A framework is something's basic structure. It is a collection of ideas or facts that support something. A framework, in the case of business problems, creates the basic structure that gives focus and support to the problem you're attempting to solve.
The Design Thinking framework is a user-centered approach to problem solving that includes activities such as research, prototyping, and testing to assist you in understanding your user and their problems, as well as what your design entails.
Empathize, define, ideate, prototype, and test are the phases of the Design Thinking framework.
The primary goal of the empathize phase is to learn more about the user and their problems, wants, and needs, as well as the environment or context in which they will experience your design.
The most important aspect of the empathize phase is to step away from your assumptions and guesses and allow your research findings to inform your decision-making in subsequent design phases.
User surveys, interviews, and observation sessions may be part of your user research. And you may also need to conduct some research on competitors' products to determine how your user frames competitors' products as part of their daily life and daily problem-solving.
It's time to compile the information gathered during the Empathize stage. Then, you analyze and synthesize your observations to define the core issues that you and your team have identified.
This information can also be termed problem statements. Before moving on to ideation, you can create personas to help keep your efforts human-centered.
The most important result of this phase is a well-defined problem statement, which describes the user's needs that your designs will address. You could also create a value proposition, which summarises why your target user would or should use the product or service you're designing.
It's time to ideate after you've identified a user problem and determined why it's important to solve. The goal of ideation is to generate as many design solutions as possible—don't settle for the obvious solution because it isn't always the best one.
Ideation entails brainstorming with other members of your team to generate as many solutions to a problem as possible. Marketing, engineering, product management, and any other stakeholders for the product or service could be included. During this time, brainstorming plays a number of important roles.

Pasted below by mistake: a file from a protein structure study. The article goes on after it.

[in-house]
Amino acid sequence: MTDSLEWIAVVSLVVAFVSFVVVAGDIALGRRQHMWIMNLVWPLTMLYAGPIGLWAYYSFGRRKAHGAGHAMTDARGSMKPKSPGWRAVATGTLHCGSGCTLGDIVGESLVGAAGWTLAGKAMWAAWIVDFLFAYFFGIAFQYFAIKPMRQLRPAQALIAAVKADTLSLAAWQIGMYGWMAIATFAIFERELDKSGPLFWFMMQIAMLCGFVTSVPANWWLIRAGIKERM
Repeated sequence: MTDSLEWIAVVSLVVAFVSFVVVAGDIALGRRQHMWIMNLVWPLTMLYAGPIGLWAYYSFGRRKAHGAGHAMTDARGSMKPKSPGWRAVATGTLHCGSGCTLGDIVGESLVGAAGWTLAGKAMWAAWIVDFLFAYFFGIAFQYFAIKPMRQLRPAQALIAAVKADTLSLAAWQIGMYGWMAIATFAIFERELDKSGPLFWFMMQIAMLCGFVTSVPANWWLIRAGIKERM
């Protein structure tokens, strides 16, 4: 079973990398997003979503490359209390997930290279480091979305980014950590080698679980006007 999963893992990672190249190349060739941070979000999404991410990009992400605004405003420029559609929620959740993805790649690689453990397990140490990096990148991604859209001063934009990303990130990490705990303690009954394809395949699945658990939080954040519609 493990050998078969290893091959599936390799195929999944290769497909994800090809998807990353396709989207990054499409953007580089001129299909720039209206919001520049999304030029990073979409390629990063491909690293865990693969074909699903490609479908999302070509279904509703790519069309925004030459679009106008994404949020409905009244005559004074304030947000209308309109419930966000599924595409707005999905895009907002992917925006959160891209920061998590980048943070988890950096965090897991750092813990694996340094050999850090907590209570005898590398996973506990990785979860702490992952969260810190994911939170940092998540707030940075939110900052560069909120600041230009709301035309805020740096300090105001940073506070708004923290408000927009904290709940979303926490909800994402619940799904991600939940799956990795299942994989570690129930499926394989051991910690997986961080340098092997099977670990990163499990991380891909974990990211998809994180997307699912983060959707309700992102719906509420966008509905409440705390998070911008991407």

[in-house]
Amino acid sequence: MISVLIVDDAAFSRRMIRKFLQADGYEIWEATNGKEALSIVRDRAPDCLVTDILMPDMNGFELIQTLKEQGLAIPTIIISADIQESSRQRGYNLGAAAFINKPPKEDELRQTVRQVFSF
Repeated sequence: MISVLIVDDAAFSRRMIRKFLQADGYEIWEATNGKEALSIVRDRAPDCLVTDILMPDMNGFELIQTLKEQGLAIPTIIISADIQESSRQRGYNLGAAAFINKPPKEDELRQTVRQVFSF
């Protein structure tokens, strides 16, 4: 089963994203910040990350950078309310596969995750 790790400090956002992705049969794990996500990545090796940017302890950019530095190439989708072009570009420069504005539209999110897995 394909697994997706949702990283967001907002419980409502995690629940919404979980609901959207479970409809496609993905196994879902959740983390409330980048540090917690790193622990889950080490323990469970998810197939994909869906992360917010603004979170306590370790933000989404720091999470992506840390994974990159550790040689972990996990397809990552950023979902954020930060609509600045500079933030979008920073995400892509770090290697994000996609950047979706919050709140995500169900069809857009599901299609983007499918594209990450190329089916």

This is an experimental phase. The goal is to find the best solution for each problem that is discovered. To investigate the ideas you've generated, your team should create some low-cost, scaled-down versions of the product (or specific features found within the product).
Prototypes can take many different forms, ranging from simple sketches and storyboards to rough paper prototypes and even role-playing prototypes that enact a service offering. They don't have to be finished products; in fact, you can prototype a component of a finished product to test that component of your solution. Prototypes are frequently quick and rough – designed for early-stage testing and understanding – and at times full-formed and detailed – aimed for pilot trials near the end of the project.
The testing phase is the final and the most critical stage of the design process. The design team meets with real users to gain insights and valuable feedback. "Test early, test frequently," as the phrase goes in UX design.
Rather than assuming that your prototypes are correct, the user-centered design uses this testing technique to ensure that people understand the features and can easily navigate the product.
UX teams generally test high-fidelity prototypes with a target audience connected with the personas created during the empathy phase in usability tests.
These usability studies validate the work and concepts completed by designers in the preceding stages of the design thinking process. It can also reveal design problems, prompting designers to return to the empathy phase with insights and make corrections where needed.
The Design Thinking framework is only one type of framework that UX designers use to organize their approach to designs, often based on the product they’re designing and the organization they’re working for. No matter which frameworks you use in your career, they all have a few core principles in common:
- Focus on the user.
- Create solutions that address the user’s problems.
- Collaborate with teammates across departments.
- Validate your designs.
- Iterate as needed to design the right user experience.